Chinese democracy activist handed out 10 year sentence
A activist was sentenced to 10 years jail in the wake of the Arab "Jasmine" protests.
Beijing: A prominent Chinese democracy
activist was sentenced on Friday to 10 years in jail for
subversion, his wife said, amid a severe crackdown on
dissidents in the wake of the Arab "Jasmine" protests.
A court in the southwestern province of Sichuan jailed
Liu Xianbin, 43, for "inciting subversion of state power"
after he published pro-democracy articles online, his wife
Chen Mingxian said to a news agency. He was detained last June.
"The public prosecution authorities believe that these
articles slander and vilify the Chinese Communist Party and
incite people to overthrow party leaders," Chen said.
China has launched a tough crackdown following the
recent "Jasmine" revolts and other upheaval in the Middle East
and North Africa, which many political analysts have said
indicated official fears the unrest could spread here.
Authorities have been particularly on edge since the
emergence of mysterious online calls, inspired by the Arab
unrest, for people to gather in cities around China for subtle
"strolling" demonstrations each Sunday.
The campaign has prompted tight security at designated
protest sites and no obvious protest actions have been seen.
China faces rising public dissatisfaction over
inflation, corruption and growing income disparities --
similar to the mix of problems contributing to the Arab
Chen called her husband`s 10-year sentence -- handed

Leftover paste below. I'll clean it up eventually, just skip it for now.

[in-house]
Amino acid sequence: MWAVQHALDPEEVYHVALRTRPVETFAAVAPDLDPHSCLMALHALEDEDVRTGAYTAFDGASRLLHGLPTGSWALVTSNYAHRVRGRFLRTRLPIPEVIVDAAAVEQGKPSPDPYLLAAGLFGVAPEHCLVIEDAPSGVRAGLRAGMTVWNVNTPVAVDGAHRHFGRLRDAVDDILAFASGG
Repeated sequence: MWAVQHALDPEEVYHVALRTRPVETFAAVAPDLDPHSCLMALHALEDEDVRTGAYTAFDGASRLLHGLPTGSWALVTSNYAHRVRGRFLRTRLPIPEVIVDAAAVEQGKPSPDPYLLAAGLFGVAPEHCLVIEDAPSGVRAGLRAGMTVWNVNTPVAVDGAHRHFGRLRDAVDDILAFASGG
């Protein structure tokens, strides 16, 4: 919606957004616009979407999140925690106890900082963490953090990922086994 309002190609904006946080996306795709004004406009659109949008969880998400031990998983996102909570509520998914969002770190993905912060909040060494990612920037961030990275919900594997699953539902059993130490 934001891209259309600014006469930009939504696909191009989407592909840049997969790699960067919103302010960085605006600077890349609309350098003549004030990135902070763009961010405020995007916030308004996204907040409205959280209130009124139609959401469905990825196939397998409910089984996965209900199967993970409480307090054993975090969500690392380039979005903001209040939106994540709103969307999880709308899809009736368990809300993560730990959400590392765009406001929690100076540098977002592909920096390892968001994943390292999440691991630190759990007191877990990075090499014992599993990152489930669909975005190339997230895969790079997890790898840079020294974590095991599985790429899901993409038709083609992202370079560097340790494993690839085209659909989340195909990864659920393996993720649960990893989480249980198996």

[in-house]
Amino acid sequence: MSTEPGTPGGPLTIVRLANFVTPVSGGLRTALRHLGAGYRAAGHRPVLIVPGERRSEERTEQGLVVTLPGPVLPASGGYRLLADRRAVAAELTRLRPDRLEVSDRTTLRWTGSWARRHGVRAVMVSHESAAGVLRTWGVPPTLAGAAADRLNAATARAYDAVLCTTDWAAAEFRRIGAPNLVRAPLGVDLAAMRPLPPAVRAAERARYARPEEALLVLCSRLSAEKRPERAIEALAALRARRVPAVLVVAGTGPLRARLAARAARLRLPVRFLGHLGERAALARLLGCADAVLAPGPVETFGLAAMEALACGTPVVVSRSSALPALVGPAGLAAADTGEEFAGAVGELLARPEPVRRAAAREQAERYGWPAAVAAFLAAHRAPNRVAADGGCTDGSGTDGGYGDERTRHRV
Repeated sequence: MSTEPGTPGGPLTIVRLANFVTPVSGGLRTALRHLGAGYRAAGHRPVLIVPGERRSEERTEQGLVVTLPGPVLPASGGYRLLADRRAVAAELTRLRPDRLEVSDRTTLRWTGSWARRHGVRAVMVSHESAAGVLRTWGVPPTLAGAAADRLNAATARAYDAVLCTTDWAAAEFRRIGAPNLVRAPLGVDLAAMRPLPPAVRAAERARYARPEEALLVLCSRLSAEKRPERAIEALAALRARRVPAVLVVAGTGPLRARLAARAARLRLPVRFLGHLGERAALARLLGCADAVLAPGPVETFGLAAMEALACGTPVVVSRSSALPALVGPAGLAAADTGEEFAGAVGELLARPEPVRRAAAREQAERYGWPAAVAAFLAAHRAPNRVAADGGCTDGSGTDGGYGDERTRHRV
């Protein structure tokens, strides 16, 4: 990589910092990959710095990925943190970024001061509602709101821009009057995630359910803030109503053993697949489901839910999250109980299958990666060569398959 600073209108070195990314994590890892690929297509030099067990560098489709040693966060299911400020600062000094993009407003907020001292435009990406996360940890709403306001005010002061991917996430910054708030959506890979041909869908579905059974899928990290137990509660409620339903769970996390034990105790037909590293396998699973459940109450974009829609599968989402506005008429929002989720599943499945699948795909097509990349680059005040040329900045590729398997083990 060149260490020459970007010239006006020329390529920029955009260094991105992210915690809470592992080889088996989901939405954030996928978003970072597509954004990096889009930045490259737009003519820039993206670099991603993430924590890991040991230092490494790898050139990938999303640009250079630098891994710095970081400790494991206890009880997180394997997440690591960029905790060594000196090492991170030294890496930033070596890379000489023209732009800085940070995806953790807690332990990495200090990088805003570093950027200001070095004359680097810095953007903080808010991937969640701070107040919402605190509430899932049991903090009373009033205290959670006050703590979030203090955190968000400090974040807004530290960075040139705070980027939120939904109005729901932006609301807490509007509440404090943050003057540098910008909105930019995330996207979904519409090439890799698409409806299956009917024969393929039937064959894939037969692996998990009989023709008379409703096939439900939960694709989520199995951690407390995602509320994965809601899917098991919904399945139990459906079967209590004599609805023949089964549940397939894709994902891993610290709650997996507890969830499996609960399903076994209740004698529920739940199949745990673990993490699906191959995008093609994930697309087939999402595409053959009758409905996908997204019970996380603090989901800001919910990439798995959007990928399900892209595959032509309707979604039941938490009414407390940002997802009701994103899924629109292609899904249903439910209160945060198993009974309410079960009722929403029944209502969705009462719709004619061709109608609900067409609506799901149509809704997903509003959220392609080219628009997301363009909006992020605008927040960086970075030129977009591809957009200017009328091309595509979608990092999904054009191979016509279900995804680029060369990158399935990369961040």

down in the city of Suining -- severe, but added she was
unsure whether that was because of the recent protest calls.
"The situation is currently very tense. Friends have
been summoned to court and detained," she said.
Liu has previously spent more than a decade in prison
for his activism.
He served two-and-a-half years in jail for his role in
the 1989 Tiananmen pro-democracy protests, rights groups say.
He was arrested again in the late 1990s over his
activities as a founding member of the China Democracy Party,
and sentenced to 13 years in prison for subversion but was
released in 2008, ahead of time.
Following his release, he became an active member of
Sichuan`s dissident community, publishing articles on
democracy and human rights and voicing support for other
jailed Chinese dissidents.
"He was in jail twice but still he didn`t repent,"
Chen said, adding that this may have contributed to his latest
A news agency calls to the Suining court where Liu was sentenced